If you’ve searched anything on Google in the last day—and chances are you have—you might have noticed something different. The company's newly designed search results page has ditched the ugly yellow box around AdSense results (the paid advertisements that accompany searches), increased font sizes slightly, and, most notably, removed the prominent underlines that we’ve associated with hyperlinks since the rise of the web. (Underlined hyperlinks are so integral to historic web design, in fact, that web browsers underline links by default, meaning that designers have to add superfluous code to remove them.)
Google is not the first company to ditch the underline. Sure, Bing still uses underlined text in its results page—which is essentially a dupe of Google’s—as do we here at Fast Company. But for much of the rest of the web, to be underlining is to be quoting Seinfeld episodes as last night's must-see TV. For Google to eliminate underlines as well is simply the final nail in the coffin for this old web standard. But that step is necessary in an era when we navigate the web by other means than a mouse.
The underlined link had good intentions at heart. Hyperlinks have existed in some form since the '60s, invented as a way to cross reference electronic documentation. They made their way into the world's first electronic book "HyperTIES" and then to software inside the 1987 Apple Macintosh. Microsoft adopted the technology at the core of Windows 3.0 for its help file, and when the web needed an easy digital wormhole to span disparate pages, the hyperlink was ready and waiting. In these contexts, dealing with a world naive of digital technology, underlines made a lot of sense—they could be a way of signifying, "Hey, you can click me!" at a glance. But they were never a perfect solution.
Scientifically speaking, underlined hyperlinks have been found to hurt reading comprehension (even though enough exposure, research implies we may acclimate to them). Tastefully speaking, they’re atrocious and relatively meaningless en masse, adding visual clutter where properly set typography can almost always do the job of denoting significance better.
So what does it mean that Google’s results are no longer underlined? The company has declined to comment further, which can only lead us to speculate.
For one, it means that Google’s new design initiative driven by Larry Page—in which designers across Google platforms have begun casually collaborating to beautify products—has sunk into Google’s core. Now even Google's crown jewel, its search results, accompanied by that money-printing machine that is AdSense, have developed taste beyond the purview of the stereotypical Google engineer that champions testing above all else.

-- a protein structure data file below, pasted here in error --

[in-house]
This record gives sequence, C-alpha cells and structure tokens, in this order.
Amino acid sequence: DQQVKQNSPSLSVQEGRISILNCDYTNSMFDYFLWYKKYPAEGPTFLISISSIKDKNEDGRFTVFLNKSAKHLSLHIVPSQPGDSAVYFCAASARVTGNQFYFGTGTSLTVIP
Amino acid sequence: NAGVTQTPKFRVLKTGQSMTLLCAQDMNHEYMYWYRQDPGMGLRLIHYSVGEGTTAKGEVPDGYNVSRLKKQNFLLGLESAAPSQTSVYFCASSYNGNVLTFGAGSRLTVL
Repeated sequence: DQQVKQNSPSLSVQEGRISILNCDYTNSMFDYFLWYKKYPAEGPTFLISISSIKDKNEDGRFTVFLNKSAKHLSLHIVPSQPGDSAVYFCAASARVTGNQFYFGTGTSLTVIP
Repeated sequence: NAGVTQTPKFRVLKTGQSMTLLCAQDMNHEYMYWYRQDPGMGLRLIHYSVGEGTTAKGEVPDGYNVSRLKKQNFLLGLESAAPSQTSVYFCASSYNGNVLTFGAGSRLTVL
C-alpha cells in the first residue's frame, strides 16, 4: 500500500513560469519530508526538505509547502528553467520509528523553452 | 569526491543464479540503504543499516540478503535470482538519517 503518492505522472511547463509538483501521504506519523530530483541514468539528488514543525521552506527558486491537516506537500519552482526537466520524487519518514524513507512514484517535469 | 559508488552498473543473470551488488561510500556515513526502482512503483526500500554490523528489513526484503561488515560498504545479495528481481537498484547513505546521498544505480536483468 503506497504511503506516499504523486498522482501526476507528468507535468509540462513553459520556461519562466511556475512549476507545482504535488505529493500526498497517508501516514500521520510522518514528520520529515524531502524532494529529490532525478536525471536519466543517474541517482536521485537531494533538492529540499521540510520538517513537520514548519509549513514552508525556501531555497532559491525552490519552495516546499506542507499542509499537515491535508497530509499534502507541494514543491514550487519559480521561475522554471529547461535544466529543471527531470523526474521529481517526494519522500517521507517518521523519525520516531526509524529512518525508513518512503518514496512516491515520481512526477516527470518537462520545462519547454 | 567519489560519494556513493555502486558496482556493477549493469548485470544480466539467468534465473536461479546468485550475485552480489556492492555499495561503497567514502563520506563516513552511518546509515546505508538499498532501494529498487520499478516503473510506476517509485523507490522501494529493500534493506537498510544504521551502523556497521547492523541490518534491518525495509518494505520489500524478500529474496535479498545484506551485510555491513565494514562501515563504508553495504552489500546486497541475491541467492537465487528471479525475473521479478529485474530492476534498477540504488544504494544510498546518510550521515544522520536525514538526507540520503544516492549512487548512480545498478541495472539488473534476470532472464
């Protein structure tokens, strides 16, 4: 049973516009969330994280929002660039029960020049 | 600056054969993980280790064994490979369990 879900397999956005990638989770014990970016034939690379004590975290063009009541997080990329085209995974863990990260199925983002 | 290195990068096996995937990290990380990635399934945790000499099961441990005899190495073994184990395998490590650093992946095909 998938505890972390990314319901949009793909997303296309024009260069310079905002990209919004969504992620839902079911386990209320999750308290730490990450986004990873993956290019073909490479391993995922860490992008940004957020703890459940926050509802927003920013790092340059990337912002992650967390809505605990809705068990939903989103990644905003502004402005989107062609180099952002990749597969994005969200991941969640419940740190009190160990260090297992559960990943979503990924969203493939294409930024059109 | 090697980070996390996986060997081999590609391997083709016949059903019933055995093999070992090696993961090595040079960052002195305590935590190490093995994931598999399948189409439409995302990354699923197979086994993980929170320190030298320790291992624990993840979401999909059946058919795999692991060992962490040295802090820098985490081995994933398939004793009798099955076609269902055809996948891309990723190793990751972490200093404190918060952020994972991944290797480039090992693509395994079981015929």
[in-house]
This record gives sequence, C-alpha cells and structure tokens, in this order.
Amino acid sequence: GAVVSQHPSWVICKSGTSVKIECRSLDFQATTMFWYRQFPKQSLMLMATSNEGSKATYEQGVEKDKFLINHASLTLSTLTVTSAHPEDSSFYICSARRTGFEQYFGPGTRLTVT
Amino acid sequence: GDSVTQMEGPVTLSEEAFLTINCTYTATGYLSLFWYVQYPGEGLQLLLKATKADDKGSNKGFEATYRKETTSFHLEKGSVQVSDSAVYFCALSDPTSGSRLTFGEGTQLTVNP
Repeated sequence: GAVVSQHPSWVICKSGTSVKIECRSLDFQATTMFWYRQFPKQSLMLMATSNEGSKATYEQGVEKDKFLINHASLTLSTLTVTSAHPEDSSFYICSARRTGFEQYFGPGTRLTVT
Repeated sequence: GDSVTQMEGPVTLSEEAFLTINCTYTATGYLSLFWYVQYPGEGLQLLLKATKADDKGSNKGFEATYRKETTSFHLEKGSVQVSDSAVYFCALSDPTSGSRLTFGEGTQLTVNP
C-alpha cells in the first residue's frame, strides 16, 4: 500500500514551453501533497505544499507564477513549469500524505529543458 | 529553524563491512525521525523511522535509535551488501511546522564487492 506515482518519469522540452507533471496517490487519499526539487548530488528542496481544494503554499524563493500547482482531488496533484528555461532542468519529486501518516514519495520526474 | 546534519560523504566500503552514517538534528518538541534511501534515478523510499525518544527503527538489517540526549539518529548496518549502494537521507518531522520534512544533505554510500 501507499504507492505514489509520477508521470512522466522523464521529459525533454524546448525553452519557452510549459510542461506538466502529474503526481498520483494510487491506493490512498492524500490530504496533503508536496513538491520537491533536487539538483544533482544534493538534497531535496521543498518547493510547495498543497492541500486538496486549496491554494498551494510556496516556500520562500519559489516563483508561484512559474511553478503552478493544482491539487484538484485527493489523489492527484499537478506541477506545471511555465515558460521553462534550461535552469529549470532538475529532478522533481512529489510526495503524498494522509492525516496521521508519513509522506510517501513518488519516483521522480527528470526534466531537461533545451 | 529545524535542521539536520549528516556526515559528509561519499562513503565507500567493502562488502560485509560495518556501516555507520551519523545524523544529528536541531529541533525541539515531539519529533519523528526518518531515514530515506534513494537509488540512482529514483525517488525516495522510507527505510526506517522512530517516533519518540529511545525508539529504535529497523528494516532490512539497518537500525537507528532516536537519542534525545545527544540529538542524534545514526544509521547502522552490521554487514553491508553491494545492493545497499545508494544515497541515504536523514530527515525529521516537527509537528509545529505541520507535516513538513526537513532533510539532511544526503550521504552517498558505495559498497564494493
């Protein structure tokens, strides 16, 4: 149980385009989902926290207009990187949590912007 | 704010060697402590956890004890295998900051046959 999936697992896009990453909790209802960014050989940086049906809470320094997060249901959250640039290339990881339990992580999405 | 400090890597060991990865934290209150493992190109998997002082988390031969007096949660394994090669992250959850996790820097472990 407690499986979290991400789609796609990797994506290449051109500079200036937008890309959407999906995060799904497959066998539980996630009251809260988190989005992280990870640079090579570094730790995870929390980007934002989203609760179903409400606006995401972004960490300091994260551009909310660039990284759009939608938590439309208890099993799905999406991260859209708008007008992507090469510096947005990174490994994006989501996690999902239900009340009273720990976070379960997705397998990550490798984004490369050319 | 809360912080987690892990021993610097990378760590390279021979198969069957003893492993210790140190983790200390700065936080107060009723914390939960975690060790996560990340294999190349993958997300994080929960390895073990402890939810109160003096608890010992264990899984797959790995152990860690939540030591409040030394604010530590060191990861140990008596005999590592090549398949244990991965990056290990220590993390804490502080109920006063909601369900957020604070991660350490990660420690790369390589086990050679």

But taste alone is seldom enough to woo Google. Google would never, ever remove hyperlinks on its main page (and again, AdSense!) if it hadn’t tested the new design, and if the company weren’t completely sure that the design wouldn’t impact Google's ability to generate clicks. It's pretty safe to conclude that underlines are a superfluous marker, at least on Google’s pages, which we’ve all used countless times—especially when link text is still the same old shade of blue, filling the "hey, I'm a link that you can click" role on its own. (Oh, and not to spoil the party, but the pesky underlines still pop up if you mouse over them.) I'd also be curious if, without a box around AdSense results, users are more likely to mistake them as normal Google search results and give advertisers a click.
The bigger takeaway is that the web really is growing more beautiful, as it evolves from a series of indexed hyperlinks to a series of experiences where text and images blend seamlessly (see the NYT redesign), where people will use all manner of appendage other than a mouse to navigate (see the iPad and Google Glass), and where more and more of our content is curated by smart algorithms over smart clicks (see Facebook and Google Now).
The underlined hyperlink is dying largely because the hyperlink as we know it is an idea of fading importance—even to the company that’s built its empire by crawling and indexing them all.
Image: Google's redesign via Search Engine Land